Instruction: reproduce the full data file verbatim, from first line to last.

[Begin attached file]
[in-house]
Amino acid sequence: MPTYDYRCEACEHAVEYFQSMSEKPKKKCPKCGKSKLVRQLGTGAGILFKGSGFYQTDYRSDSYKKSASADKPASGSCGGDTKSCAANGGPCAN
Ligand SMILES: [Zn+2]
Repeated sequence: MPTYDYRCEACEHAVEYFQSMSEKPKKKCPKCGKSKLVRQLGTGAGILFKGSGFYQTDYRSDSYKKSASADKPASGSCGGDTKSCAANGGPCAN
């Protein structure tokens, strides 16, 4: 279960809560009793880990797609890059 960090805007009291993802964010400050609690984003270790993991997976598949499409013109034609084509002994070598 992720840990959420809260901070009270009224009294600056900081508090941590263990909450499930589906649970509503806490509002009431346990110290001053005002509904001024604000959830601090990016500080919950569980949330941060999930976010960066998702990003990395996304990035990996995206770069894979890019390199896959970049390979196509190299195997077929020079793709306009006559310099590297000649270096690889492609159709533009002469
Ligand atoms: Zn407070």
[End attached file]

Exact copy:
[in-house]
Amino acid sequence: MPTYDYRCEACEHAVEYFQSMSEKPKKKCPKCGKSKLVRQLGTGAGILFKGSGFYQTDYRSDSYKKSASADKPASGSCGGDTKSCAANGGPCAN
Ligand SMILES: [Zn+2]
Repeated sequence: MPTYDYRCEACEHAVEYFQSMSEKPKKKCPKCGKSKLVRQLGTGAGILFKGSGFYQTDYRSDSYKKSASADKPASGSCGGDTKSCAANGGPCAN
């Protein structure tokens, strides 16, 4: 279960809560009793880990797609890059 960090805007009291993802964010400050609690984003270790993991997976598949499409013109034609084509002994070598 992720840990959420809260901070009270009224009294600056900081508090941590263990909450499930589906649970509503806490509002009431346990110290001053005002509904001024604000959830601090990016500080919950569980949330941060999930976010960066998702990003990395996304990035990996995206770069894979890019390199896959970049390979196509190299195997077929020079793709306009006559310099590297000649270096690889492609159709533009002469
Ligand atoms: Zn407070």